Fuel consumption ratings for FWD models with the manual gearbox are 7.8 litres/100 km in city driving, 5.7 on the highway and 6.9 combined. With the automatic transmission, the ratings are 8.1 city, 5.9 highway and 7.1 combined.
One of the most impressive aspects of the Trax is its dynamics. That’s not surprising, given the background of the vehicle’s global chief engineer. Jim Danahy was the chief engineer for Corvette before he was transferred to Korea in 2008 to oversee the development of the Trax, particularly its dynamics.
Danahy's passion for good steering and handling, honed during his Vette days, has been implanted in the Trax. Its electric-assisted power steering is quick, precise and provides good feedback to the driver.
In fact, the Trax's handling is so car-like you forget you’re driving a crossover – there’s minimal body roll in the twisty stuff, yet the ride is comfortable.
Helping give the Trax more stability on the road is its relatively wide stance – 1,539 millimetres. Its turning radius is 11.2 metres.
The MacPherson strut front suspension and torsion beam rear setup have been tuned to be compliant but comfortable. This ideal degree of tuning has been achieved through a selective choice of shocks, bushings and tires.
Sixteen-inch wheels and tires are standard, with 18-inch rims and rubber available. The base LS gets steel rims; the other three trim levels have aluminum alloy rims, all in a five-spoke design that’s similar to the Camaro wheel.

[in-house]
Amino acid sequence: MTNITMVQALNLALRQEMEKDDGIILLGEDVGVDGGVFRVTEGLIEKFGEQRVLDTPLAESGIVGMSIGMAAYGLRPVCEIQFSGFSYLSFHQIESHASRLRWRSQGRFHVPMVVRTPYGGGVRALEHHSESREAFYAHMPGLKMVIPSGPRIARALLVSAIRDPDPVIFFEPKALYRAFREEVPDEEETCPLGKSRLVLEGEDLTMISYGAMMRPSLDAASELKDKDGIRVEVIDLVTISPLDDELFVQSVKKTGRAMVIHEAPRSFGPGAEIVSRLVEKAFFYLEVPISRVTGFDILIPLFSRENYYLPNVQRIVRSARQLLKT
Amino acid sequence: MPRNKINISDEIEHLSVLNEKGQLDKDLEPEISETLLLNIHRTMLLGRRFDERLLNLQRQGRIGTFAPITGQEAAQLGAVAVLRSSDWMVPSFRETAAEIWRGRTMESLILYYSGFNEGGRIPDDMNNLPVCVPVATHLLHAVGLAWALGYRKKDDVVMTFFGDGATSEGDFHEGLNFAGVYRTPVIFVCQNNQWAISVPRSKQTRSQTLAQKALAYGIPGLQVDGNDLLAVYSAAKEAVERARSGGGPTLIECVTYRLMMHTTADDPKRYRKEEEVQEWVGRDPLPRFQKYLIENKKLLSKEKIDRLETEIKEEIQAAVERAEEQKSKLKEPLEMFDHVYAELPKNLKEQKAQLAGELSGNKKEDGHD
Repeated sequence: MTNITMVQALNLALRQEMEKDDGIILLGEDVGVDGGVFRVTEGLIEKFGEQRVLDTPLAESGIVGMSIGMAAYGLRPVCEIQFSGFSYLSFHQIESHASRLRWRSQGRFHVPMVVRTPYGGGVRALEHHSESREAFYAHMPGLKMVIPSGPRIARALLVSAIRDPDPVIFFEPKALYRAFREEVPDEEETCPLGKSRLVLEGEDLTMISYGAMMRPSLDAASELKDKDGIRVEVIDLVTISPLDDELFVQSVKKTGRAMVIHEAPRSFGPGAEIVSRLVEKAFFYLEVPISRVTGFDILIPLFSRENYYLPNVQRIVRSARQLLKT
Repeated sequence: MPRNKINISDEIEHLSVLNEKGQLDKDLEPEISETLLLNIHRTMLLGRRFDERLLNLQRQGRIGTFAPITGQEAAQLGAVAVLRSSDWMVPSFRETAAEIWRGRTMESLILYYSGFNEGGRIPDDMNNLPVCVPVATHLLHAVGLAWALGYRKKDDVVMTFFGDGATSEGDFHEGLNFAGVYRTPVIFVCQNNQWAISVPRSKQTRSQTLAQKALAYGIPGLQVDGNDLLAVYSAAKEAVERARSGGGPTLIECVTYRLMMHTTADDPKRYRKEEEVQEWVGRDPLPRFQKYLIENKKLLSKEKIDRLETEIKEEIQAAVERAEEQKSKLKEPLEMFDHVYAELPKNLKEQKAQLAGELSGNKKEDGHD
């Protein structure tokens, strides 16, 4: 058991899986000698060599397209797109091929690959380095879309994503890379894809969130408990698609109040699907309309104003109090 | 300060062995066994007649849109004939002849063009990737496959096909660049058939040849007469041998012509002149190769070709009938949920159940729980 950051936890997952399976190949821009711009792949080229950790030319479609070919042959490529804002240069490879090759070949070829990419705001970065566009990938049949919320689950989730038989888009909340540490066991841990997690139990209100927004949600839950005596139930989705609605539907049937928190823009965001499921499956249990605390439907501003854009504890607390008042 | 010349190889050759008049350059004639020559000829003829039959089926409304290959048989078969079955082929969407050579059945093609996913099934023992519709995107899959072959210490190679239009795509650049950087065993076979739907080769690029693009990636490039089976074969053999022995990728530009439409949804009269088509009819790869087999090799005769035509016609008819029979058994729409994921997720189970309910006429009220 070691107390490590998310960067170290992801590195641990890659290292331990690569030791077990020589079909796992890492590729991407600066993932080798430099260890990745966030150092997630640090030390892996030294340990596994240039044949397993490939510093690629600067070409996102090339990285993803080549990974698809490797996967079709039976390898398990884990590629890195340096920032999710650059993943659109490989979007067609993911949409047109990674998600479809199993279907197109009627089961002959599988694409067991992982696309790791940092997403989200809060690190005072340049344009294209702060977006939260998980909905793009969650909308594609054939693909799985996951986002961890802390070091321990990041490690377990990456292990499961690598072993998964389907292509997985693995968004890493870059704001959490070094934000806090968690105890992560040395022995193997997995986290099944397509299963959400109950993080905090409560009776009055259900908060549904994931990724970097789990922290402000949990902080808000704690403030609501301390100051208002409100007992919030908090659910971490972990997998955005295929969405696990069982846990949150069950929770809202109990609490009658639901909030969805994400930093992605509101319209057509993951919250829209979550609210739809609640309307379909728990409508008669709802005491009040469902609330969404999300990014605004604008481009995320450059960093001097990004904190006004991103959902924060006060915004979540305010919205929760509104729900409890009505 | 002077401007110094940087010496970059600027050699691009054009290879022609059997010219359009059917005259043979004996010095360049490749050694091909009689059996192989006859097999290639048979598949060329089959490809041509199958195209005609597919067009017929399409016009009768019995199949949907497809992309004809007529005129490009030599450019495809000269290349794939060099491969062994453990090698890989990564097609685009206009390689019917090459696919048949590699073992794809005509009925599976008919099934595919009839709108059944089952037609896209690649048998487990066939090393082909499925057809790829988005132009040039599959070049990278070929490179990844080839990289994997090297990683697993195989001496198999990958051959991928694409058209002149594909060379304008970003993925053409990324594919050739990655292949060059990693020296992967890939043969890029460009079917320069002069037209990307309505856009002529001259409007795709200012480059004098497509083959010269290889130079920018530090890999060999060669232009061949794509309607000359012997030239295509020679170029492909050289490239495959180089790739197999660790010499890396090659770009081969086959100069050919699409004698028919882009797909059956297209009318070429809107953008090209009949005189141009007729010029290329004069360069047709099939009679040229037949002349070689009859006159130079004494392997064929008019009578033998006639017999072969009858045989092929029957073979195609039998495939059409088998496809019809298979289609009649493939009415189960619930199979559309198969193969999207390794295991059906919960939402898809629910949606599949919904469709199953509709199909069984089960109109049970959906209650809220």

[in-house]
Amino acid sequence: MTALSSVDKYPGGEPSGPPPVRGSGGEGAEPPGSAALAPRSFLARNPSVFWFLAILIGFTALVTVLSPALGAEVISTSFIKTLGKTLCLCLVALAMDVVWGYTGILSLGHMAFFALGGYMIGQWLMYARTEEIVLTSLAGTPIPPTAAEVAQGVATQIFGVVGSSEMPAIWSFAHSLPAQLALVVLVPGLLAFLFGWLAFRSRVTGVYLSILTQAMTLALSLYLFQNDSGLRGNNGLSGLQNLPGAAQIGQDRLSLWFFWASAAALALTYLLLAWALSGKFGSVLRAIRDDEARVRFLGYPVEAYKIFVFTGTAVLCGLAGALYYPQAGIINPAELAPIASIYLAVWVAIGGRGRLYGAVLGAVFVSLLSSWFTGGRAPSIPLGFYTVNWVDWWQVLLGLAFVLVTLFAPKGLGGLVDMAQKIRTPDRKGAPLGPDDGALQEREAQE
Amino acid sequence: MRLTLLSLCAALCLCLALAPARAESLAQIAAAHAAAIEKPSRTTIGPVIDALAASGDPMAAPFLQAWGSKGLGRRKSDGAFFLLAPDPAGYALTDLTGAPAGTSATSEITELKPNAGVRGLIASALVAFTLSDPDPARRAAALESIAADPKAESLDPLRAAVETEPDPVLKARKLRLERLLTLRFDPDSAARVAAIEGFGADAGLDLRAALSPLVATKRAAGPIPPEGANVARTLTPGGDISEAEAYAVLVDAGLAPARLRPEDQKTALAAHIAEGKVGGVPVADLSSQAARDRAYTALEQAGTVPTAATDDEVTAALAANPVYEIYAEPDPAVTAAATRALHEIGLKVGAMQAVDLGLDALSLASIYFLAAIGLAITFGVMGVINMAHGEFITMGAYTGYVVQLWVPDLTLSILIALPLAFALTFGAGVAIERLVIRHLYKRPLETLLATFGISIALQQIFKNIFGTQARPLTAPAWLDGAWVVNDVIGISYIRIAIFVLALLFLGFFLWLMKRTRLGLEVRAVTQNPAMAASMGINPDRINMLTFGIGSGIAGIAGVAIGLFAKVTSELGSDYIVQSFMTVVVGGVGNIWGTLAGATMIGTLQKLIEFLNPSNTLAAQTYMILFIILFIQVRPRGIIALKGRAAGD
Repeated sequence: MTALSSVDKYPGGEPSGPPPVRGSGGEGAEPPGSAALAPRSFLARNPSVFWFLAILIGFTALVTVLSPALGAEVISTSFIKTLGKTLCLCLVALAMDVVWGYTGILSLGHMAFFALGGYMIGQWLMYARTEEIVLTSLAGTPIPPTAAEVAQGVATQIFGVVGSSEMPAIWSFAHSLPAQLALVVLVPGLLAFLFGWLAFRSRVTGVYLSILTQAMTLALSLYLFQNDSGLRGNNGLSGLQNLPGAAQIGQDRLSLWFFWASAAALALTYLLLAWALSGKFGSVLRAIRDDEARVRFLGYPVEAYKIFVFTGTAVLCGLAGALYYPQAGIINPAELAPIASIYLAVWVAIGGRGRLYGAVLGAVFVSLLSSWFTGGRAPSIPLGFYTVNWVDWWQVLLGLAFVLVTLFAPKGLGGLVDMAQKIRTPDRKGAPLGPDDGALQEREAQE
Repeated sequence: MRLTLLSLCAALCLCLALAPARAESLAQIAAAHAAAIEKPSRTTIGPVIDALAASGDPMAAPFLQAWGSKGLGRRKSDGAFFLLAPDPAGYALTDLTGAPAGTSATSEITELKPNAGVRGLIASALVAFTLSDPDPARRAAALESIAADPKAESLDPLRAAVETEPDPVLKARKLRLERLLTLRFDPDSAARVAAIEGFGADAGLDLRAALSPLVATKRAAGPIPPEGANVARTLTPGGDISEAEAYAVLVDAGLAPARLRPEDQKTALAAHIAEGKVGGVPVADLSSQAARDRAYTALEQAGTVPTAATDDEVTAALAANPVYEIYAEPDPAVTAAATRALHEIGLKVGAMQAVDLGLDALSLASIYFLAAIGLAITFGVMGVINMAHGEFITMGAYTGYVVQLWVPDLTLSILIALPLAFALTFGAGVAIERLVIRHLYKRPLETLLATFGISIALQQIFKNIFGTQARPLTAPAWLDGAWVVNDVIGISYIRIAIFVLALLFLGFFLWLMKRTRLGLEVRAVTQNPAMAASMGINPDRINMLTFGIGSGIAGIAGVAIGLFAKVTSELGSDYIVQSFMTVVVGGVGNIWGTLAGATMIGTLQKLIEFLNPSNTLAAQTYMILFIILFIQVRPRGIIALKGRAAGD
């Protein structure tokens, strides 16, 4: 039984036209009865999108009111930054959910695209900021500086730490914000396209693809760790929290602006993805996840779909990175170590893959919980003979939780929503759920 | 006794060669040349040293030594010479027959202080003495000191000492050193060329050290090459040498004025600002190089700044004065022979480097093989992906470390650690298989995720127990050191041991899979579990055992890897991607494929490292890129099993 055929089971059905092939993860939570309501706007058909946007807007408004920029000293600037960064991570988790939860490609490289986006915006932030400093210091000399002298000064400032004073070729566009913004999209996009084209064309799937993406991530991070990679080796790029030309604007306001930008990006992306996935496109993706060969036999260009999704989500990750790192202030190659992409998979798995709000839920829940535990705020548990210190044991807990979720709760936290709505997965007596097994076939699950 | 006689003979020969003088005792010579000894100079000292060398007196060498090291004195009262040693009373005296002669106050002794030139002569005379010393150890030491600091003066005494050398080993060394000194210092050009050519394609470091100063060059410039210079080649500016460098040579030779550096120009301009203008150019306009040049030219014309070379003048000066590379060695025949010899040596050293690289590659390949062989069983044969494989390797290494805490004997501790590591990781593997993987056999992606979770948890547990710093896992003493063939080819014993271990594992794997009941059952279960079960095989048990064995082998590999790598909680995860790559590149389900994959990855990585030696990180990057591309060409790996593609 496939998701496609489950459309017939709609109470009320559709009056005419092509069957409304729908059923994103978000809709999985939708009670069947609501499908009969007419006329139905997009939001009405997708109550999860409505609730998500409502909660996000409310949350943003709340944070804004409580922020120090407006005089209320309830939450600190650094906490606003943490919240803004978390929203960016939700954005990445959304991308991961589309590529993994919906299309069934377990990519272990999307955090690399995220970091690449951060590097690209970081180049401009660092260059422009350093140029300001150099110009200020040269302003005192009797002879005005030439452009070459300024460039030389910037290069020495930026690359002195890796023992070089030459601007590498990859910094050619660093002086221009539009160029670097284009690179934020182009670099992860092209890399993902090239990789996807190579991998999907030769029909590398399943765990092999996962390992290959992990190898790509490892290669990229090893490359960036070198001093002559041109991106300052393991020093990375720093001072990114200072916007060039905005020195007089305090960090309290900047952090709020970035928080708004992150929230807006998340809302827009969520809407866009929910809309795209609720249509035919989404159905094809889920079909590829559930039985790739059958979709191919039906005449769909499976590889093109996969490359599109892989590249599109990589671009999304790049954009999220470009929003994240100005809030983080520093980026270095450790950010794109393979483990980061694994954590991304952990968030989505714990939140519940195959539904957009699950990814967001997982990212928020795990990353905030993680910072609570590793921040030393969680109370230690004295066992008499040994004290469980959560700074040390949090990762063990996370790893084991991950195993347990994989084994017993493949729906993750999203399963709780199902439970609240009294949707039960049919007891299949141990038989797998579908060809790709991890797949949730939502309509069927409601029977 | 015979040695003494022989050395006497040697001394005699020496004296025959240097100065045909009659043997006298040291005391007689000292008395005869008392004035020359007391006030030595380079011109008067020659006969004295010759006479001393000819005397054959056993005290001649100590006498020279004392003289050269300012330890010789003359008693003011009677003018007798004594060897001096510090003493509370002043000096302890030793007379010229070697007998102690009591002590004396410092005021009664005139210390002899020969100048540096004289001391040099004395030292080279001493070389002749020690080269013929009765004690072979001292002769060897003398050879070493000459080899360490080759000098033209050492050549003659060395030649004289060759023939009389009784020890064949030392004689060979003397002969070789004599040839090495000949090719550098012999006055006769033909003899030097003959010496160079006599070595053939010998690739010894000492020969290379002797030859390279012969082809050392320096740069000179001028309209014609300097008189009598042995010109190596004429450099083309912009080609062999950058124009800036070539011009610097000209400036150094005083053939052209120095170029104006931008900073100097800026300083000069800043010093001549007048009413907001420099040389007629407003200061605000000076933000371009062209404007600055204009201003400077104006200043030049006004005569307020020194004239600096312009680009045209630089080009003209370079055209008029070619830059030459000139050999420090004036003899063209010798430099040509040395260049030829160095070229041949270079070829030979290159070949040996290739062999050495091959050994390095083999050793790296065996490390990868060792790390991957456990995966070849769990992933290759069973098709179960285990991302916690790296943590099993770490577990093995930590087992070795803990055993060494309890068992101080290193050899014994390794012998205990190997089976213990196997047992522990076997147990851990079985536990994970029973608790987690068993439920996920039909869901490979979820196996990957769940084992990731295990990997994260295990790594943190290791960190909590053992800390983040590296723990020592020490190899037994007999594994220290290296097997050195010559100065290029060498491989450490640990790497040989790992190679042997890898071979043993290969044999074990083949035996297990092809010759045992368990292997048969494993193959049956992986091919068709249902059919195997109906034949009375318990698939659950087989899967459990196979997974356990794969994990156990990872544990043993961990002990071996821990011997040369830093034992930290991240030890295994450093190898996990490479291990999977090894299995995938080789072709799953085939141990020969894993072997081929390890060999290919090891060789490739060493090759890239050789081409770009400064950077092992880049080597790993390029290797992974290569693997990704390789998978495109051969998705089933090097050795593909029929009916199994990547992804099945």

The chassis has also been designed for superior stiffness while reducing the transfer of noise and vibrations into the cabin. The engine cradle, for example, has been specially braced to minimize torque twisting. The cradle also has special mounts to reduce vibration.
The brakes, which were called on frequently to help deal with frequent elevation changes and dawdling drivers on my coastal route, performed flawlessly. All-wheel drive models have 300-millimetre ventilated discs up front and 268-mm solid discs in back. Front-wheel-drive models have front discs and drums in the rear.
With a lagging global economy and soaring fuel prices, consumers worldwide are opting for smaller, more fuel-efficient vehicles, especially in the crossover/SUV segment. This trend makes the timing of the Trax’s debut ideal as it’s well equipped to fit those emerging demands.
If you’re considering a smaller crossover that’s efficient, functional and fun to drive, check out the Chevy Trax when it arrives in showrooms later this fall. Pricing is expected to be announced within the next month.